County-level data and information about the Assessed Health Issue and Social Determinants of Health indicators can be found in the report appendices.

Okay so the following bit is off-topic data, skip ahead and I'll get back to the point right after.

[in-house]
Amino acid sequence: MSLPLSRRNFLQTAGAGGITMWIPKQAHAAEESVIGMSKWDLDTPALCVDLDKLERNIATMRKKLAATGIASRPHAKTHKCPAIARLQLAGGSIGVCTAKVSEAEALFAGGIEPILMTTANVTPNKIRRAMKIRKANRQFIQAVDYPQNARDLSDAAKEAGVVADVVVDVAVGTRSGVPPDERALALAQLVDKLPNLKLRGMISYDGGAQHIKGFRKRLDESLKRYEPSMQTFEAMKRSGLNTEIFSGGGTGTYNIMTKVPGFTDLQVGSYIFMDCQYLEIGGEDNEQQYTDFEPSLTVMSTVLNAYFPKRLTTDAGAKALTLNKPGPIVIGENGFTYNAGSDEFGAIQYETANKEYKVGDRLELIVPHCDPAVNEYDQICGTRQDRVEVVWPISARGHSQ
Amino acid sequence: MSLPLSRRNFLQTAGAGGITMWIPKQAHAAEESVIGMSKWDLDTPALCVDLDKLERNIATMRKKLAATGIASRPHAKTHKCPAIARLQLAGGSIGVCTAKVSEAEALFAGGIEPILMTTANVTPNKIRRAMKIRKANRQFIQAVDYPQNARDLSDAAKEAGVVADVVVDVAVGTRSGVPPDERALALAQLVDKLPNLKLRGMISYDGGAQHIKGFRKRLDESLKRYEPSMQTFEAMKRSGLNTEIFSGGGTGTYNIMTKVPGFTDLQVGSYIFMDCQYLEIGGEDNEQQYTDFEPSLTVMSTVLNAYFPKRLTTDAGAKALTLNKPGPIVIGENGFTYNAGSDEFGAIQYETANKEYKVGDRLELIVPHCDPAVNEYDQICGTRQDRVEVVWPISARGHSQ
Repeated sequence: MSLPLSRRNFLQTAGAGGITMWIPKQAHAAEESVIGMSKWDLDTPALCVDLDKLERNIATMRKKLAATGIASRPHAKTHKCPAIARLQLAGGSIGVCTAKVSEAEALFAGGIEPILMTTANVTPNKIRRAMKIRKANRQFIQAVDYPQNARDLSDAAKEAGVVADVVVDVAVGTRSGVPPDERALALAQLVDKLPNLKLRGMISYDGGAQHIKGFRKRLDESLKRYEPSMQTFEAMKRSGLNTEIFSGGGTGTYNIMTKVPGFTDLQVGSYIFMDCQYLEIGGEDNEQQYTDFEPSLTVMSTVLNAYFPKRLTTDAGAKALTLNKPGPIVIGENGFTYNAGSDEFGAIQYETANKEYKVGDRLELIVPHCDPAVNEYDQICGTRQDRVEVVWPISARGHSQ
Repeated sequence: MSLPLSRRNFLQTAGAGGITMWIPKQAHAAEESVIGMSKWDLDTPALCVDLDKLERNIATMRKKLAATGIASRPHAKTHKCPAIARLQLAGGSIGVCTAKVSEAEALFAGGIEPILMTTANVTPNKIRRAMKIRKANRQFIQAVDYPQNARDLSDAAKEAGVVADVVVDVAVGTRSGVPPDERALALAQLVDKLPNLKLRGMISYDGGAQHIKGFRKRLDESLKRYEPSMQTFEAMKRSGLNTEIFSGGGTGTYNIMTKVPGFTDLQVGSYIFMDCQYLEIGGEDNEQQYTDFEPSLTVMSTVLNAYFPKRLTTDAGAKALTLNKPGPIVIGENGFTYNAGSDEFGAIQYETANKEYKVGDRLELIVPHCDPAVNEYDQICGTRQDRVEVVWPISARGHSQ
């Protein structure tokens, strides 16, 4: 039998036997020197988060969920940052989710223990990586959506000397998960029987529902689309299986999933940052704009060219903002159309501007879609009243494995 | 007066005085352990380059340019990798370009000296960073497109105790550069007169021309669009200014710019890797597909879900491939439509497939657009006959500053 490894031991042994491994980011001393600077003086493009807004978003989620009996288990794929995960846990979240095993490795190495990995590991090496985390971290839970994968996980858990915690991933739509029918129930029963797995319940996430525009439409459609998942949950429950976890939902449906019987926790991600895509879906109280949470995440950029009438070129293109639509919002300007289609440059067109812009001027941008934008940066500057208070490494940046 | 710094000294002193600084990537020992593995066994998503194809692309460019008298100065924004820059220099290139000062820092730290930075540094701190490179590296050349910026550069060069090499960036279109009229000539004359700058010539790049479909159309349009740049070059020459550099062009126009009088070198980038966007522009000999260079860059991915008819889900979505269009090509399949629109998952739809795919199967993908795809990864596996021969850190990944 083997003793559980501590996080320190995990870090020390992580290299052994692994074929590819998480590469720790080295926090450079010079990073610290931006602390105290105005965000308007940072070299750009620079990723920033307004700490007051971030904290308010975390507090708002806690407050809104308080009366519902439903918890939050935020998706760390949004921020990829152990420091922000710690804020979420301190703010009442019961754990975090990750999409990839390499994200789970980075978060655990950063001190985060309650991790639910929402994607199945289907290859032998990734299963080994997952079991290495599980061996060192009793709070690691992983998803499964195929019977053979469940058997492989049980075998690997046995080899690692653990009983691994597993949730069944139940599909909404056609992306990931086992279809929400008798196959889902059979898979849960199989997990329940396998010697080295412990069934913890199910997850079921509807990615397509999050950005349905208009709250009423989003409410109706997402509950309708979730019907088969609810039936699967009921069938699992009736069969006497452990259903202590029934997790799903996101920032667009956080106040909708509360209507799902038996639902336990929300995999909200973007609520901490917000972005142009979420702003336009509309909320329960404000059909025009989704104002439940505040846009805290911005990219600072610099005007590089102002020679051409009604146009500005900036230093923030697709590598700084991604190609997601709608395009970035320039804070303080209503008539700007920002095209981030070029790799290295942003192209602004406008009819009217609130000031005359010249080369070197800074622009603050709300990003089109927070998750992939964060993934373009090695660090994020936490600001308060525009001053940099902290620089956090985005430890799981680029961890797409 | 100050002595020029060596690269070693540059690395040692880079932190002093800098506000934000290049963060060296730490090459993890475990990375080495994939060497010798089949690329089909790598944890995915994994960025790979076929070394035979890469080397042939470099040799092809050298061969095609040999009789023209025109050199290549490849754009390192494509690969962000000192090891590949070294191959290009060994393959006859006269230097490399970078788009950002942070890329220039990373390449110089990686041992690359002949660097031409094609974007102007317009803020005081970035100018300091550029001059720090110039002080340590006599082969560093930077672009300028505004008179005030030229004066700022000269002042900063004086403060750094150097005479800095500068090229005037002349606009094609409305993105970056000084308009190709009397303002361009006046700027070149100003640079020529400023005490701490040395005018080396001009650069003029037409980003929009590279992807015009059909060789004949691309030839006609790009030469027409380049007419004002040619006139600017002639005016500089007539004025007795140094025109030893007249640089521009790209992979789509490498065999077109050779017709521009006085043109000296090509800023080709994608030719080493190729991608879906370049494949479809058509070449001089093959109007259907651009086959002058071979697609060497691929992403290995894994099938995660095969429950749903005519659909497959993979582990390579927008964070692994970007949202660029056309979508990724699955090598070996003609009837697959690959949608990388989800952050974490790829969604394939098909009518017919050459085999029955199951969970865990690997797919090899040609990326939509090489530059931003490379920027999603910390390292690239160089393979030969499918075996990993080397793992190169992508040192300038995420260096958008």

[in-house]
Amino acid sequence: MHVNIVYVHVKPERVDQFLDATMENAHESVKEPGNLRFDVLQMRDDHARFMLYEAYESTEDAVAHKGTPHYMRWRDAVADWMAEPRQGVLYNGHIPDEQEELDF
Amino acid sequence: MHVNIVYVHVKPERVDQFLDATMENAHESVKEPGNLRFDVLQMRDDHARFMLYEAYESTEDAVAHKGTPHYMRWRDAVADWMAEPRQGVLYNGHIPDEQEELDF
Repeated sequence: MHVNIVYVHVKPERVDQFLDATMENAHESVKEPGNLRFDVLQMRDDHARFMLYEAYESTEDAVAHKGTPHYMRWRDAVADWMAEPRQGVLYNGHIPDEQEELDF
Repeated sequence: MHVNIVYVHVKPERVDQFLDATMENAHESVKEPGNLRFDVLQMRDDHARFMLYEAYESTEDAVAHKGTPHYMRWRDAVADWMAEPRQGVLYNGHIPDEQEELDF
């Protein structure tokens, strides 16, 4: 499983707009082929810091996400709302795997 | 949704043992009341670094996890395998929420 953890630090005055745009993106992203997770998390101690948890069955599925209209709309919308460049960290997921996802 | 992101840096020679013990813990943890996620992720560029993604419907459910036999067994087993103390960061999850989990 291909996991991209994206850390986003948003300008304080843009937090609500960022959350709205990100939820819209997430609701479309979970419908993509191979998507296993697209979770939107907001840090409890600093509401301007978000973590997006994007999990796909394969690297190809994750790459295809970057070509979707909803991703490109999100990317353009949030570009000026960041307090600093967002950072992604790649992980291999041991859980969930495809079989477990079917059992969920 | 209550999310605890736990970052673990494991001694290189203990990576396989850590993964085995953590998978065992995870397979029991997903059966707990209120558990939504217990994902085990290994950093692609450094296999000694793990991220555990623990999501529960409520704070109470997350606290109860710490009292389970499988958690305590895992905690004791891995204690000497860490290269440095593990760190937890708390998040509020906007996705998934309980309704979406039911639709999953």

People with higher levels of education are more likely to be healthier and live longer. Healthy People 2030 focuses on providing high-quality educational opportunities for children and adolescents — and on helping them do well in school. Children from low-income families, children with disabilities, and children who routinely experience forms of social discrimination — like bullying — are more likely to struggle with math and reading. They’re also less likely to graduate from high school or go to college. In the OHC Region, 1 in 10 adults over the age of 25 do not have a high school diploma or equivalency. This means they’re less likely to get safe jobs that provide a liveable wage, and are more likely to have health problems like heart disease, diabetes, and depression. In addition, some children live in places with poorly performing schools, and many families can’t afford to send their children to college. The stress of living in poverty can also affect children’s brain development, making it harder for them to do well in school. Interventions to help children and adolescents do well in school and help families pay for college can have long-term health benefits.